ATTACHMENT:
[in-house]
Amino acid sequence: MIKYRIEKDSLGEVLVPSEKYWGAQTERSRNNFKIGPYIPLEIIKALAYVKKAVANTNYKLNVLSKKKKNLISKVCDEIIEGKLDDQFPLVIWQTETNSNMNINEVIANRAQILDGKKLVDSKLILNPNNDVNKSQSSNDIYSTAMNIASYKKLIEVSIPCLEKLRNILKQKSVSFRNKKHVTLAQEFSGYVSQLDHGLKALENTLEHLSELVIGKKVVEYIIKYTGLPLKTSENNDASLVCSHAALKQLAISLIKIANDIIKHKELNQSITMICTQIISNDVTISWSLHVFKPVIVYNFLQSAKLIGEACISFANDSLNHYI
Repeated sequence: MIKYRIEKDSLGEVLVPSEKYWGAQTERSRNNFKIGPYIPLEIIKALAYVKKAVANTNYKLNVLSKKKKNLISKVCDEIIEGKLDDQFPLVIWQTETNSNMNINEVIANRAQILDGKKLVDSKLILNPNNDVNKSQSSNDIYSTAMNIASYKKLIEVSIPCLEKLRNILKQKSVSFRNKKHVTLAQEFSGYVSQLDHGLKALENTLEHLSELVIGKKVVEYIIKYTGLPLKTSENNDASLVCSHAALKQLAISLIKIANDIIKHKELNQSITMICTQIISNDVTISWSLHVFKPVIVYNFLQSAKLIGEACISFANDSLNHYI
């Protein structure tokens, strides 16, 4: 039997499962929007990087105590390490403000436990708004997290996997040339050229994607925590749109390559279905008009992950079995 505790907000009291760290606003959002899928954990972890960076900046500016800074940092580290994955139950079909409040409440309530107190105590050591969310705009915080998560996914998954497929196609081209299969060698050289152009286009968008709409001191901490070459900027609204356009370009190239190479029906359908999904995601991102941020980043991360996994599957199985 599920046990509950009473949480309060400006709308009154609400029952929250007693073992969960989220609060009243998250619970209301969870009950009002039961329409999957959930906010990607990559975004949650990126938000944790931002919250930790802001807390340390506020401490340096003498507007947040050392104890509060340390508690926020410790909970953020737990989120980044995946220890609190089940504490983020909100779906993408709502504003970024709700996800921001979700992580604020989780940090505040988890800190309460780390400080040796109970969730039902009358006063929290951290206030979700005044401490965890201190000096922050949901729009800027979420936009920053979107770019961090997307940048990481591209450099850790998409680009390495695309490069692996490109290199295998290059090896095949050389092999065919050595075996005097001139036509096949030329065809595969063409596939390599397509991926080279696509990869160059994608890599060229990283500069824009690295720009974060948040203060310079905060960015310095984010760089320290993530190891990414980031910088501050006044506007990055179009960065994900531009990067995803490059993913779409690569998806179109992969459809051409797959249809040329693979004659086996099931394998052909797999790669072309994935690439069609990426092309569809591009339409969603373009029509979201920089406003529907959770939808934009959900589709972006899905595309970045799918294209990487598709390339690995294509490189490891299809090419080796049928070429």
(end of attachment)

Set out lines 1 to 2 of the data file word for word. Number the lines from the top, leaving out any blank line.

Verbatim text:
[in-house]
Amino acid sequence: MIKYRIEKDSLGEVLVPSEKYWGAQTERSRNNFKIGPYIPLEIIKALAYVKKAVANTNYKLNVLSKKKKNLISKVCDEIIEGKLDDQFPLVIWQTETNSNMNINEVIANRAQILDGKKLVDSKLILNPNNDVNKSQSSNDIYSTAMNIASYKKLIEVSIPCLEKLRNILKQKSVSFRNKKHVTLAQEFSGYVSQLDHGLKALENTLEHLSELVIGKKVVEYIIKYTGLPLKTSENNDASLVCSHAALKQLAISLIKIANDIIKHKELNQSITMICTQIISNDVTISWSLHVFKPVIVYNFLQSAKLIGEACISFANDSLNHYI